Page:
The late Monsignor Pádraig Ó Fiannachta was not a man to shy away from a challenge.
The Co Kerry priest was a poet, publisher, Maynooth professor, editor, and vocal campaigner on community issues. He had completed the mammoth task of translating the Bible into Irish, much of it from the original Hebrew, Aramaic, and Greek.
However, during the last of his 89 years, his health failing after a stroke, even Mons Ó Fiannachta balked at the enormity of the task presented to him by composer Peadar Ó Riada: To assemble all of Ireland’s mythical past into one narrative, in Irish verse.
What compelled him to complete the narrative, which runs to around 7,000 lines of metered poetry, was a ‘geas’ or vow of obligation under which Ó Riada had placed him. The vast body of poetry entitled Fianna Éireann was the result.
And, following Mons Ó Fiannachta’s death in 2016, Ó Riada fulfils his side of the bargain when his musical setting of the narrative is performed on Saturday night in Baile Mhúirne, Co Cork, at a premiere launched by President Michael D Higgins.
The work, in the form of a ‘reacaireacht’ or narrative recital to music, brings to the public arena a project more than three decades in gestation on Ó Riada’s part.
He initially worked on the idea with Cúil Aodha poet Dónal Ó Liatháin, whose death in 2008 appeared also to have sounded the death knell for Ó Riada’s project.
That was until the solution appeared in the form of his friend Mons Ó Fiannachta, in Baile Mhúirne in his role as uachtarán of bardic poetry school Dáimhscoil Mhúscraí Uí Fhloinn.
“When Dónal died I didn’t really know what I was going to do. He was my muse,” said Ó Riada. “I saw Pádraig and I knew instantly, that’s the source. I put him under a geas to write it [the text] so I could do the other side of it.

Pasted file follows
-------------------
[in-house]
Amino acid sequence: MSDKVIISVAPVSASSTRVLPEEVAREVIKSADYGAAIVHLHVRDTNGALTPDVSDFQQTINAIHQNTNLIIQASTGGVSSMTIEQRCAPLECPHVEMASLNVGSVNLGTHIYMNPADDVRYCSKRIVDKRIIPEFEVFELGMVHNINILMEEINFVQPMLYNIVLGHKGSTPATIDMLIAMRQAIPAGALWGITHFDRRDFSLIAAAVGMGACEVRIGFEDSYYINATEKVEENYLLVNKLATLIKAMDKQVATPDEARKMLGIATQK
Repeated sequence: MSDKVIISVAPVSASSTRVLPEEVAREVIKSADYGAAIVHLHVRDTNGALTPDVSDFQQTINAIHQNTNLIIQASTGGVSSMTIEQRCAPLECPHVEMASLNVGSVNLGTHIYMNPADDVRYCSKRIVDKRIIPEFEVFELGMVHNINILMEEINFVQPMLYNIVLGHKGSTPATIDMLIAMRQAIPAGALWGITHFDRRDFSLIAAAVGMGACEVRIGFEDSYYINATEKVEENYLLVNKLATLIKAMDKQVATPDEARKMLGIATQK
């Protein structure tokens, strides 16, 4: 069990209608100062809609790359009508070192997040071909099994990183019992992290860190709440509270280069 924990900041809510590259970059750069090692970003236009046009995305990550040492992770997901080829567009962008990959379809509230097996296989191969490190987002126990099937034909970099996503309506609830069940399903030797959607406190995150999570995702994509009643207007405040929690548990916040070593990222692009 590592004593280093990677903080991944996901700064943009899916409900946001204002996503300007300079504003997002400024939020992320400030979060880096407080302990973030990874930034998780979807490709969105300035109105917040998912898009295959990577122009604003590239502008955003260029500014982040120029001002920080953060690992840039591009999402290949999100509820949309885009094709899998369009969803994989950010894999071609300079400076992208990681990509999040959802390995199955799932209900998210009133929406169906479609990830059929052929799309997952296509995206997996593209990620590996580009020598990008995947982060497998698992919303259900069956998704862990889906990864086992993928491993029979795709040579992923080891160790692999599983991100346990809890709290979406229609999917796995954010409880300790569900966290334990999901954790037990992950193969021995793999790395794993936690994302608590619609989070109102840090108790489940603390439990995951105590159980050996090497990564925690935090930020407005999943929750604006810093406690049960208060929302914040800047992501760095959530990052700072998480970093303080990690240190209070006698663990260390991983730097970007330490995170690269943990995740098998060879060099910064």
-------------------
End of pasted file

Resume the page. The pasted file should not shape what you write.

“The following morning he rang me and he said that when he lay on his bed that night it [poetry] started flowing through him like a stream. As soon as the tap was turned on, it came out.”
Ó Riada said:
“Pádraig Ó Fiannachta and I felt that the bedrock of our culture, that which gave us our ideals, could be found by assembling our mythical past into a cogent narrative.
“Fianna Éireann is foundation myth of Ireland. Everything sits on a foundation myth — all the things that we value.
It’s full of stories about all kinds of things that happened and what we considered was good and what we considered was bad. You’ll find in it all the things that we still find good, like generosity, and welcome, and sharing. ”
Ó Riada’s ultimate vision is to pull together Ireland’s myths in one epic, possibly over several days. What will be performed in Baile Mhúirne’s Ionad Cultúrtha is an appetiser,
performed by the composer with Mick O’Brien, Steve Cooney, Aidan Connolly, Tommy Hayes, and Oisín Morrison, and preceded by a lecture on Mons Ó Fiannachta.
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